Not even the mother of his two daughters was spared the wrath of the gun. When Abor’s wife tried to question his drinking and womanising ways, she nearly paid with her life.
When Abor headed for the house following the argument, the wife did not wait for any other warning. She ran as fast her legs would carry her and had it not been the distance she had created when Abor took the aim, she would have been killed by the gunfire he let loose. The wife fled to her parents’ home.
She, like many of Abor’s victims, reported a case at Kaberamaido Police Station but it was never followed up. “Police had received similar cases but nobody dared to arrest Abor. Everybody, including policemen, feared him for his ruthlessness. When I was posted to Kaberamaido and got to know about his stories, I knew my work was cut out,” says a detective.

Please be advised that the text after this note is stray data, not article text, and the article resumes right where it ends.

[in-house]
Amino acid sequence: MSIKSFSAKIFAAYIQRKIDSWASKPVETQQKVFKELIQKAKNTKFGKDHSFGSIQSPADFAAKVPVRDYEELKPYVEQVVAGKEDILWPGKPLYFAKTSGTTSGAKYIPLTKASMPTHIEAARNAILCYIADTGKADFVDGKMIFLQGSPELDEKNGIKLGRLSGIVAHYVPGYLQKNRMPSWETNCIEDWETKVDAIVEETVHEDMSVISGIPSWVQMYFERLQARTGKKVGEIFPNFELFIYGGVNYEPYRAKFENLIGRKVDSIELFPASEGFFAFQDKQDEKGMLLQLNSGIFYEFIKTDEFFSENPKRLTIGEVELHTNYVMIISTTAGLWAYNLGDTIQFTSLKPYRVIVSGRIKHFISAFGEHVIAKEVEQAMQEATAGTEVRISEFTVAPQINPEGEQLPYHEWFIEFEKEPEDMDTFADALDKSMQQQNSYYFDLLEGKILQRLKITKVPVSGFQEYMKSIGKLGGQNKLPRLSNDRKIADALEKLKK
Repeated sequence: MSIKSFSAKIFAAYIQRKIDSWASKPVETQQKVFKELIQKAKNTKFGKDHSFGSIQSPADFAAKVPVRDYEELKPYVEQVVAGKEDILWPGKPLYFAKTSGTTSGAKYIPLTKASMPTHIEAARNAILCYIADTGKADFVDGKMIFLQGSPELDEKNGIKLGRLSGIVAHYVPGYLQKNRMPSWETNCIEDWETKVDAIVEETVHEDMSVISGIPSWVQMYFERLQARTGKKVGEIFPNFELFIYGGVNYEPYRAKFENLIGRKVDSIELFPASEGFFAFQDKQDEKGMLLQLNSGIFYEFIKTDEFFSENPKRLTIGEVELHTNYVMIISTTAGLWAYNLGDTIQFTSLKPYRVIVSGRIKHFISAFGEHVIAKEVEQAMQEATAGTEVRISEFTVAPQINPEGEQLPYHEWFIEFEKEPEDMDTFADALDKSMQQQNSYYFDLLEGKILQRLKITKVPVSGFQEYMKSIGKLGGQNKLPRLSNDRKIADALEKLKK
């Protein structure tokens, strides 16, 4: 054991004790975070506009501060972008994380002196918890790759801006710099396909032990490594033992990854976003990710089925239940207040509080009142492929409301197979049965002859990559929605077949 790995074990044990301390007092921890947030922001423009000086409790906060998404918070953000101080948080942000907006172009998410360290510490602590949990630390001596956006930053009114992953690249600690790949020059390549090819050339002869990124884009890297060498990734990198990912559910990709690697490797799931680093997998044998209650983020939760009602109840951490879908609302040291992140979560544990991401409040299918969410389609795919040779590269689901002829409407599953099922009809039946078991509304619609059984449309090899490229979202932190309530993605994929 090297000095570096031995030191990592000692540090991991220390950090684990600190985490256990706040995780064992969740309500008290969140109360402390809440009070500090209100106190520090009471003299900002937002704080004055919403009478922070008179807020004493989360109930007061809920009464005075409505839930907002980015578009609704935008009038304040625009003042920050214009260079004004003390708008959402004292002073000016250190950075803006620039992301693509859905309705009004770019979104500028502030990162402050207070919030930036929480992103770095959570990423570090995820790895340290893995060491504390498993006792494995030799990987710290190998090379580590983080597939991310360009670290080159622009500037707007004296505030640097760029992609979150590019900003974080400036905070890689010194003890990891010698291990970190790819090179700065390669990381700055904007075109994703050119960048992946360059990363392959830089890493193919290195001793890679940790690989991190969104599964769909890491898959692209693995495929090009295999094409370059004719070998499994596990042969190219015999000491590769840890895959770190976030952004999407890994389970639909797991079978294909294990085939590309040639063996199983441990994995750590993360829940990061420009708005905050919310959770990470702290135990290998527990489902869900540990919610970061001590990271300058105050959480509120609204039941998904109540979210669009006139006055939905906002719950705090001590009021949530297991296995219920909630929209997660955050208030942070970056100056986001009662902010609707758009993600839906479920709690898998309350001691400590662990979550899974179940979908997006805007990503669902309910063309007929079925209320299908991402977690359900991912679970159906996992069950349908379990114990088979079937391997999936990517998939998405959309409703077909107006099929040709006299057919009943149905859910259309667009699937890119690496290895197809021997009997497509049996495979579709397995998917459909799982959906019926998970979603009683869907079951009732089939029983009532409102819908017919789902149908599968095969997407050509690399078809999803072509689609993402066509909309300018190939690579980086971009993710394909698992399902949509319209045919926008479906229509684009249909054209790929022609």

One market day in Bululu, Kaberamaido, with the mid-day sun shining brightly, shoppers and traders were taking shelter under their umbrellas.
The market was busy with selling and buying of foodstuffs, clothes and chicken in progress. Essential products such as soap and salt, lined several stalls.
At that time, the officer-in-charge of criminal investigations at Kaberamaido Police Station took a stroll in the market to get a feel of developments.
His mission was to gather any possible intelligence to help him solve the crime problem in the area. Market people stole glances at each other while others talked in hushed tones.
The OC kept greeting both vendors and buyers as he moved around the market until his attention was drawn to an elderly woman buying silver fish. As she negotiated for a reduction in price, he teased her to buy the big fish.
“I do not have that kind of money my son,” the elderly lady shot back. Her positive reaction prompted the OC CID to tell the fish vendor to wrap for her the two pieces of dried tilapia. The gesture left the old woman wondering who it was who had bought her the fish.